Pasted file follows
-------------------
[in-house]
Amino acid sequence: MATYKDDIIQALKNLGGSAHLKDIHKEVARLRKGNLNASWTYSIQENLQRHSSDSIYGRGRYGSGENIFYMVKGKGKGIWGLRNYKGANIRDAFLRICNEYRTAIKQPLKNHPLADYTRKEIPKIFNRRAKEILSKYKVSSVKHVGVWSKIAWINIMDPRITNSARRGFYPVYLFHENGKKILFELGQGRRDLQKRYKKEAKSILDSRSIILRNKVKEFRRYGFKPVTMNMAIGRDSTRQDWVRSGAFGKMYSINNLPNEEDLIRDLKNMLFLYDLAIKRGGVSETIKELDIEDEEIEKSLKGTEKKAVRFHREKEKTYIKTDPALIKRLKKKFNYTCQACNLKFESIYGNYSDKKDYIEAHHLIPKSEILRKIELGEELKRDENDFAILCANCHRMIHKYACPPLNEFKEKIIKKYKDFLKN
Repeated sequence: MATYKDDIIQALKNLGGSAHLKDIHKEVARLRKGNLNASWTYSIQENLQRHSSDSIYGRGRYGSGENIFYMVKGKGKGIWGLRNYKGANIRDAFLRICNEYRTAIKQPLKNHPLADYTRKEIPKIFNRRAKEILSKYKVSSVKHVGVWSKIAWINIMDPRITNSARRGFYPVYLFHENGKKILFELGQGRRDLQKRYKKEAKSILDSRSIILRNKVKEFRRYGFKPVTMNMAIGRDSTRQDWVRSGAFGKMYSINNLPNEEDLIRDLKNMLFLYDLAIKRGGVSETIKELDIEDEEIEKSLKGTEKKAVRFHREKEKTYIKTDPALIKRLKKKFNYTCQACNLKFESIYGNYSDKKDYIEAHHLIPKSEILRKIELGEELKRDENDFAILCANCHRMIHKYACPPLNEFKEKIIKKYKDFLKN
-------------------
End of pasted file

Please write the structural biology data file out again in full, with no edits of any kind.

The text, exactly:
[in-house]
Amino acid sequence: MATYKDDIIQALKNLGGSAHLKDIHKEVARLRKGNLNASWTYSIQENLQRHSSDSIYGRGRYGSGENIFYMVKGKGKGIWGLRNYKGANIRDAFLRICNEYRTAIKQPLKNHPLADYTRKEIPKIFNRRAKEILSKYKVSSVKHVGVWSKIAWINIMDPRITNSARRGFYPVYLFHENGKKILFELGQGRRDLQKRYKKEAKSILDSRSIILRNKVKEFRRYGFKPVTMNMAIGRDSTRQDWVRSGAFGKMYSINNLPNEEDLIRDLKNMLFLYDLAIKRGGVSETIKELDIEDEEIEKSLKGTEKKAVRFHREKEKTYIKTDPALIKRLKKKFNYTCQACNLKFESIYGNYSDKKDYIEAHHLIPKSEILRKIELGEELKRDENDFAILCANCHRMIHKYACPPLNEFKEKIIKKYKDFLKN
Repeated sequence: MATYKDDIIQALKNLGGSAHLKDIHKEVARLRKGNLNASWTYSIQENLQRHSSDSIYGRGRYGSGENIFYMVKGKGKGIWGLRNYKGANIRDAFLRICNEYRTAIKQPLKNHPLADYTRKEIPKIFNRRAKEILSKYKVSSVKHVGVWSKIAWINIMDPRITNSARRGFYPVYLFHENGKKILFELGQGRRDLQKRYKKEAKSILDSRSIILRNKVKEFRRYGFKPVTMNMAIGRDSTRQDWVRSGAFGKMYSINNLPNEEDLIRDLKNMLFLYDLAIKRGGVSETIKELDIEDEEIEKSLKGTEKKAVRFHREKEKTYIKTDPALIKRLKKKFNYTCQACNLKFESIYGNYSDKKDYIEAHHLIPKSEILRKIELGEELKRDENDFAILCANCHRMIHKYACPPLNEFKEKIIKKYKDFLKN